Governor Romney wants to cuts to cut 2013 tax rates by 20 percent, and President Obama has given him lot of grief about it. But, it turns out, President Obama wants to cut tax rates, too. What’s up with that?
Romney’s plan is to cut individual income tax rates by 20 percent, and avoid reducing revenues by cleaning up the tax code. He also says his policy is to leave the distribution of the tax burden roughly unchanged. Clear enough. The devil’s in the details, but Congress will have a substantial say in how those details are determined.
Now the president’s new booklet, “The New Economic Patriotism: A Plan for Jobs and Middle Class Security,” says he wants to bring corporate income tax rates down, on a revenue-neutral basis.
So, both men agree that cutting tax rates is the way to go and that it is important not to increase the budget deficit in the process. The big difference is that Romney wants to cut rates for individuals and corporations. Obama wants to cut tax rates only for big corporations, while raising tax rates for individuals and many small businesses.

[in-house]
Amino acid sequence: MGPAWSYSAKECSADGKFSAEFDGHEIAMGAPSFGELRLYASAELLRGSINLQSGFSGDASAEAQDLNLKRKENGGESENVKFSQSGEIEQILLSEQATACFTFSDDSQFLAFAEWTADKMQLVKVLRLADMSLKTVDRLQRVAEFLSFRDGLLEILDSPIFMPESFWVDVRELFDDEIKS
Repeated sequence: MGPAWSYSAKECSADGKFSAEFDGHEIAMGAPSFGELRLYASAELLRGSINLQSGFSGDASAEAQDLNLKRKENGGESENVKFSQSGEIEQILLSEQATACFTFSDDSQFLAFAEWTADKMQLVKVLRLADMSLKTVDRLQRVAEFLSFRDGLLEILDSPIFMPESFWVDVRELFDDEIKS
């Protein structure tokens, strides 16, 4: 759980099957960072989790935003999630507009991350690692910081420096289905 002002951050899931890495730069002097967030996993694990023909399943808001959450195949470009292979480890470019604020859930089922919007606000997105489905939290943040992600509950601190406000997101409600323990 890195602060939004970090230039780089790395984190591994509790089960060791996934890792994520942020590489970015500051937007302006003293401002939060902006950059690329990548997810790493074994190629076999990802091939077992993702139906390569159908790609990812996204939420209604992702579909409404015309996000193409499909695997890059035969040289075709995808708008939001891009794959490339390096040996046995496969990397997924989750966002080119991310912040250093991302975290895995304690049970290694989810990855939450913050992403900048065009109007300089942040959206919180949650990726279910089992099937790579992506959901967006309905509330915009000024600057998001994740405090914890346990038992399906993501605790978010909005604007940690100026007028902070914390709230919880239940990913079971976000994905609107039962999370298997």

These are the basic facts. They are not in dispute, but they do raise an obvious question: Why does President Obama think lower tax rates are vital to the strength and competitiveness of America’s biggest corporations, and yet higher tax rates are suitable for America’s real job creators — small businesses?
Does the president have a bias toward big business and a disdain for small business? That’s hard to believe, though it is clearly suggested by his policies. Then again, it’s always hard to make sense out of this president’s economic policies if the idea is to increase jobs and grow the economy.
— J. D. Foster is the Norman B. Ture Senior Fellow in the Economics of Fiscal Policy at The Heritage Foundation.
First appeared in National Review Online's "The Corner."